Why No Southern Home is Complete Without Family Heirlooms

Bring on the fine china and brown furniture.

Photo: Photo: Hector Manuel Sanchez, Styling: Elly Poston Cooper

There's a clock in my parents' dining room that's older than I am. It's older than my parents and probably my grandparents too. But it still chimes on the hour every hour (and once every half-hour) with a gusto that far belies its years. The clanging chime might even be a little annoying if it weren't such a telltale sign that I've arrived home. That's the beauty of family heirlooms—there's a comforting quality to them, a familiar patina that can't be replicated in things shiny, store-bought, new.

There's also the matter of the hand-me-down folklore that comes with them. In the case of the clock, for instance, the story goes that my great-grandfather collected all kinds of them, gutting broken ones and replacing their innards with working instruments, some of which were anachronisms.

It's this tie to our people and our love of a good story, I think, that binds us Southerners to family heirlooms. They aren't just stuff. They're an extension of the people we've loved and a connection to the generations we never got to know.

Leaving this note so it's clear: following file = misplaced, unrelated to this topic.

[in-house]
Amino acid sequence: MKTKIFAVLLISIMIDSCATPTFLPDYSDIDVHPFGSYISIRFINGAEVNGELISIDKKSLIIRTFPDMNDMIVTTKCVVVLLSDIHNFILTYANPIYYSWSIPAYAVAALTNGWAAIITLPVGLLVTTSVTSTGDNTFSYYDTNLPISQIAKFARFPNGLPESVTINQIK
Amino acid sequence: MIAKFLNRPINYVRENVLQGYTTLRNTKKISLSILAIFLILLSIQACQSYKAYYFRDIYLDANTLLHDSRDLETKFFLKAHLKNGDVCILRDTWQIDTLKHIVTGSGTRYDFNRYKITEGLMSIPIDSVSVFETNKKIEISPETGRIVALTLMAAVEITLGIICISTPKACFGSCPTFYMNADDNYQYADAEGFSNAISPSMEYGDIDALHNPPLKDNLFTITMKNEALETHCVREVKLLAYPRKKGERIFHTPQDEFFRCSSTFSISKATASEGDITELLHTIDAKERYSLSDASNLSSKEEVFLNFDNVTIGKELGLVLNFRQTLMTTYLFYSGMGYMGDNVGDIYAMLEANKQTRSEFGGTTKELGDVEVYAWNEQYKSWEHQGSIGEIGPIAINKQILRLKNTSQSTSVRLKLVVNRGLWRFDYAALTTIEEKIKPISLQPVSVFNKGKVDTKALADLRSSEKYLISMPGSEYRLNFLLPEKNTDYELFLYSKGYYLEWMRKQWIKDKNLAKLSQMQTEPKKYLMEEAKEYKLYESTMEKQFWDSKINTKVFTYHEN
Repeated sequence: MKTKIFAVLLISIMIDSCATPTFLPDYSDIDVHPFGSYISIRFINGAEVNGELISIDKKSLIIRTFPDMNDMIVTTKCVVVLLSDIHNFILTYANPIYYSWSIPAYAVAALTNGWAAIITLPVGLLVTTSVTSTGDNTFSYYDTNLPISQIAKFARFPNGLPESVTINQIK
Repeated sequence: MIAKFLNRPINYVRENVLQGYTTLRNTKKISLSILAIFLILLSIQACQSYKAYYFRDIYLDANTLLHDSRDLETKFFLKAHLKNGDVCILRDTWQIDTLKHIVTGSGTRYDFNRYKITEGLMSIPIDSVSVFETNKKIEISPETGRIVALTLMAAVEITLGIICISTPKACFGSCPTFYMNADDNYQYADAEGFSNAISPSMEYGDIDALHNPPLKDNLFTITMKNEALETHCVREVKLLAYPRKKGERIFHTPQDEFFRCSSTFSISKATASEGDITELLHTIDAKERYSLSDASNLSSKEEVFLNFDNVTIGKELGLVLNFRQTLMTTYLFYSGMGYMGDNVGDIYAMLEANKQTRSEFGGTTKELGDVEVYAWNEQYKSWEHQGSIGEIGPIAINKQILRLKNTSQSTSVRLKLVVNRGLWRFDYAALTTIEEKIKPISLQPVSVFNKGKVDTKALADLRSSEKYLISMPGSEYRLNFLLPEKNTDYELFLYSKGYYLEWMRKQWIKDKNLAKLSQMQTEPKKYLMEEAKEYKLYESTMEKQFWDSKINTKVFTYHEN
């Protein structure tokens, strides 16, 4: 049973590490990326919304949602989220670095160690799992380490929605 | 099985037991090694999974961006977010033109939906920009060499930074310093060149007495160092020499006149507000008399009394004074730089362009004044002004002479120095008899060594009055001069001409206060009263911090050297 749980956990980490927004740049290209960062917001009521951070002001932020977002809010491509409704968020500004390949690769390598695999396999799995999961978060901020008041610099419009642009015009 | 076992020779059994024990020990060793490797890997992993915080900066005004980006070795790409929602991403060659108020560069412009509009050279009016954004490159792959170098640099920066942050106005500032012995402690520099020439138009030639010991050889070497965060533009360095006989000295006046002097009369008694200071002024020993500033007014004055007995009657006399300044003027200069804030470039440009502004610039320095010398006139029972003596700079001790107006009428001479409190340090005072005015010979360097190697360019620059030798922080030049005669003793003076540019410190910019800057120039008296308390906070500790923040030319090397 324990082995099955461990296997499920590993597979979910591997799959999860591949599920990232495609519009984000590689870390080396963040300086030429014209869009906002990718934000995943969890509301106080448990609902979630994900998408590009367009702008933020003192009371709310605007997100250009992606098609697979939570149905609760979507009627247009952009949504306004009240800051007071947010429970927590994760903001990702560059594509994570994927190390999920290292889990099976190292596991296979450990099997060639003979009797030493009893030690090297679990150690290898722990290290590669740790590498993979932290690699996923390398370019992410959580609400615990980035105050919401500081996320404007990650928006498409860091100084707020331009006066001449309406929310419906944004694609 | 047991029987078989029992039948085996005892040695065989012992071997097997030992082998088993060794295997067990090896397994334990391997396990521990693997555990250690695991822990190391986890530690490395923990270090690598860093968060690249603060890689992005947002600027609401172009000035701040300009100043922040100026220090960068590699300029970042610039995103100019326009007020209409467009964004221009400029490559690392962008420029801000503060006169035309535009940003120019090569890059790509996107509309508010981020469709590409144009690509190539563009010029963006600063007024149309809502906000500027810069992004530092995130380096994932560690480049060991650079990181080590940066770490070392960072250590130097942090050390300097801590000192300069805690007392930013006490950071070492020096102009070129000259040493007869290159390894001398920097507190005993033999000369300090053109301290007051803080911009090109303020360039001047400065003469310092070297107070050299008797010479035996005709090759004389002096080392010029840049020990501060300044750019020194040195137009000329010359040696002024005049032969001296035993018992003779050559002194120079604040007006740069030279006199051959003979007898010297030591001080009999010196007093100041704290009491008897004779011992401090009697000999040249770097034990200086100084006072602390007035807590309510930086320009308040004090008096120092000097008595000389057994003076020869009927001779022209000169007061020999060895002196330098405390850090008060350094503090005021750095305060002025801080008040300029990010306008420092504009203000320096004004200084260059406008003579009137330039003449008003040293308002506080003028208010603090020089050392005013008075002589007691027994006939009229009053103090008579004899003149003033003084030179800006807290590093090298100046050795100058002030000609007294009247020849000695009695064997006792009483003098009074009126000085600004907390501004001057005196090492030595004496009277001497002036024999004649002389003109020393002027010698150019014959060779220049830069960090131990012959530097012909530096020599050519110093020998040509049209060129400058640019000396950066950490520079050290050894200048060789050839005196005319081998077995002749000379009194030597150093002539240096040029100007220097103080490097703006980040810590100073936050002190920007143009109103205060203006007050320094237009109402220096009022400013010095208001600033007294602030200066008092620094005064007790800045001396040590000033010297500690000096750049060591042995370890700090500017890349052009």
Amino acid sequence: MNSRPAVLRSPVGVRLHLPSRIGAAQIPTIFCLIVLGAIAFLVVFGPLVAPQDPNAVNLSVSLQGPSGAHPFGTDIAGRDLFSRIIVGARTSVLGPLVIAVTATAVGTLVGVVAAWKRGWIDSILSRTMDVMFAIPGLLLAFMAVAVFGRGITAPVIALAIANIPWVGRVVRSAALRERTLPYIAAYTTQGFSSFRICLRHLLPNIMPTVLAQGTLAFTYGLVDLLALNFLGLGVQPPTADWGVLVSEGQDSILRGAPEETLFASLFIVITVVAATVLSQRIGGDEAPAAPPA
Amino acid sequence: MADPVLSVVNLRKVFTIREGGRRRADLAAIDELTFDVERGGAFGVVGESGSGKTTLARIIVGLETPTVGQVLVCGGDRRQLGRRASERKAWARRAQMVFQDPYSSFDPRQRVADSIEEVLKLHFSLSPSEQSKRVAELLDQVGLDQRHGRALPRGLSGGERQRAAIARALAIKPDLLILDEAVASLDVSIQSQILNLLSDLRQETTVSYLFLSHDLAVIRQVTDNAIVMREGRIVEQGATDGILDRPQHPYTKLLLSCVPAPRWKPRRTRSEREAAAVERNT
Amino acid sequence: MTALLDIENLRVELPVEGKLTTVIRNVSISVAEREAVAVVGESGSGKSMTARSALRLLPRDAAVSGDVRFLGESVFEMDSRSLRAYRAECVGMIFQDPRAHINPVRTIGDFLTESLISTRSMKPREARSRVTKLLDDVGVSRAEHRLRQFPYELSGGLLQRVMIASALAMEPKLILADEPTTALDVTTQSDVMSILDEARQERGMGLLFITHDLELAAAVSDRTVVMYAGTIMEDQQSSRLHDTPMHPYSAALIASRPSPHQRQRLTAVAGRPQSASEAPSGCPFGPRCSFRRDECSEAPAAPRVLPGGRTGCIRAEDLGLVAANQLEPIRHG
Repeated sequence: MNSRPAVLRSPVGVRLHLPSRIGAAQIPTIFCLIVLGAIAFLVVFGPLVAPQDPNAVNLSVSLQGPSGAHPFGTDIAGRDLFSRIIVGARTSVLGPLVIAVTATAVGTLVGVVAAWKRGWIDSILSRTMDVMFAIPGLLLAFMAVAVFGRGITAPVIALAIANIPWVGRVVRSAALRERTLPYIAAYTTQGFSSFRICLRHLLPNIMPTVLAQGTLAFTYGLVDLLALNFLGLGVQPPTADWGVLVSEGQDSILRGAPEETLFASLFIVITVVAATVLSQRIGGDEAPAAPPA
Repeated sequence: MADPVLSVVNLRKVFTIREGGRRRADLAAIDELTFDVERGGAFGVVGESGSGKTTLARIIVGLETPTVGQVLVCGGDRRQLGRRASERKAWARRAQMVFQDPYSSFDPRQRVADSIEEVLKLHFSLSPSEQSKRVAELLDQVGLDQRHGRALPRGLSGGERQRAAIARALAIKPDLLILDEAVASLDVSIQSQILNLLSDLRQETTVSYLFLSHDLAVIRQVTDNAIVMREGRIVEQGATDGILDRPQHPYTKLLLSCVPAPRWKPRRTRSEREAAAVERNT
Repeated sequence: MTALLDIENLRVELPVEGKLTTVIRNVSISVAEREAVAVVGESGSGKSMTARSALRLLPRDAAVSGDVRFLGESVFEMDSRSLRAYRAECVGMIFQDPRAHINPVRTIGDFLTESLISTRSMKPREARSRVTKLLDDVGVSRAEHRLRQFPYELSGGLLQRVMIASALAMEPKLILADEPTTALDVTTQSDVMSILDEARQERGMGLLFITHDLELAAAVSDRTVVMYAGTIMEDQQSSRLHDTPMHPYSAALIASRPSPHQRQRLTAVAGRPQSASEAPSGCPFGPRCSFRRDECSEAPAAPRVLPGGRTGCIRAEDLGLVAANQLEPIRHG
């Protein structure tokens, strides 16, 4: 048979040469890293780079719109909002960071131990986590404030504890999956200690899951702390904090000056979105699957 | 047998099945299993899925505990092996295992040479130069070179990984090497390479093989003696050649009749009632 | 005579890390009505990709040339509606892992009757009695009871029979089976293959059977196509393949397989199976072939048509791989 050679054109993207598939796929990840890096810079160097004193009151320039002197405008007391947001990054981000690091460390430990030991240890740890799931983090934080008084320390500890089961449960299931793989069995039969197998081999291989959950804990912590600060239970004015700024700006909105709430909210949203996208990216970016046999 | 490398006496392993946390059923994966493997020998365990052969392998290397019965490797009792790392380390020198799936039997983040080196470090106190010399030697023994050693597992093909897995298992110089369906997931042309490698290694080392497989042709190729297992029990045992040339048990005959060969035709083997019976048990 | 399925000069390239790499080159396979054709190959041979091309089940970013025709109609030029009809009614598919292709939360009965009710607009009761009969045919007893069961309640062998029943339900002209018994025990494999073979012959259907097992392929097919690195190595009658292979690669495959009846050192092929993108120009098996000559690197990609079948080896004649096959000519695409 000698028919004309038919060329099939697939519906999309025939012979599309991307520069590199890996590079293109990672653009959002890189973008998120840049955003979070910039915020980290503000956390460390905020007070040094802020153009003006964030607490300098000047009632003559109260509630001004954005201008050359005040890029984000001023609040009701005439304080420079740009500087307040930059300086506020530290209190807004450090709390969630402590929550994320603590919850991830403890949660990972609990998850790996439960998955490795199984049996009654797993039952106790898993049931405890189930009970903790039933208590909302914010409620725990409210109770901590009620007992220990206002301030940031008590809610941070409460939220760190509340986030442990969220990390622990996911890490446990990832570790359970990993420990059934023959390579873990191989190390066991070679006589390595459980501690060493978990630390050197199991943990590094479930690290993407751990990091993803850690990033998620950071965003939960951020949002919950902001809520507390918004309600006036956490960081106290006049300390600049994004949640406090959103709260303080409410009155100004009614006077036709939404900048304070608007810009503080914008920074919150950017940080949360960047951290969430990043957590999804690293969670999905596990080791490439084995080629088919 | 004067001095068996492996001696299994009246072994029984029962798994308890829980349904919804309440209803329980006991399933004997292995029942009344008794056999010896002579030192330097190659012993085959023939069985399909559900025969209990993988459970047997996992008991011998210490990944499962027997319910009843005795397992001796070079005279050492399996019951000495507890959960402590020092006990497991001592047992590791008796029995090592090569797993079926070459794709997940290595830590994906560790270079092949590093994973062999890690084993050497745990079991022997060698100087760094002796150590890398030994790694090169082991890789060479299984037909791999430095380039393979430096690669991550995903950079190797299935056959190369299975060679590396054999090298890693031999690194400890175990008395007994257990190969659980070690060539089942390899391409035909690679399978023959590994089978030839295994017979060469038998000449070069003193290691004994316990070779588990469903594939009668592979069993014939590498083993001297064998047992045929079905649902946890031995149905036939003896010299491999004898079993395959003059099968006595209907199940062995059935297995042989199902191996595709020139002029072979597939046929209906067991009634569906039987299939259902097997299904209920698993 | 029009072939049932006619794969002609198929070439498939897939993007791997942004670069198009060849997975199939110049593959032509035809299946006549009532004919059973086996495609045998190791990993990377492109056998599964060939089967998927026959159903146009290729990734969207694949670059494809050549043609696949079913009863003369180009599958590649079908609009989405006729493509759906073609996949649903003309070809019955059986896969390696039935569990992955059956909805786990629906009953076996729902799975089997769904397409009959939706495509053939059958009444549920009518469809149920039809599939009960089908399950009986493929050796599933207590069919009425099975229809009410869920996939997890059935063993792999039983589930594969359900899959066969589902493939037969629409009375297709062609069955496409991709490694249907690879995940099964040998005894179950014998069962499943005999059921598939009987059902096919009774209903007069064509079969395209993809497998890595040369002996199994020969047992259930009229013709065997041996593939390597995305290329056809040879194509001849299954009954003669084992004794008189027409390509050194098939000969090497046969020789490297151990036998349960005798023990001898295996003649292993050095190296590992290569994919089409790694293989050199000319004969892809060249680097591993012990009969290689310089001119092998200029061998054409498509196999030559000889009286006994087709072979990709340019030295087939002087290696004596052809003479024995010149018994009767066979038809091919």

My great-grandfather lived to be 93, and on our antique hutch, there's a photo of him holding me as a newborn. Of course, I don't remember him. But thanks to his clock, I've been given the opportunity to get to know him little by little, chime by chime.

Stories tend to beget other stories, and any time the brassy pendulum announces the hour, my dad has an excuse to share larger-than-life tales of the man who first brought the clock home. Beyond collecting timekeepers, my great-grandfather saved newspaper clippings from the sinking of the Titanic, ran a country store with penny candy and fuel pumps, and chewed tobacco up until the day he died. He didn't trust banks, so he stashed his money in a P.O. box, and when the Great Depression hit, he went out and bought two Model T trucks; he drove one and kept the other for parts. I don't hear the clock now without thinking of him.

Heirlooms, then, are just one more way we keep our family legends alive. They're a conduit to the past and a steward of stories. It's the clanging clocks and worn pine tables and tarnished silver that make a Southern house feel like home.

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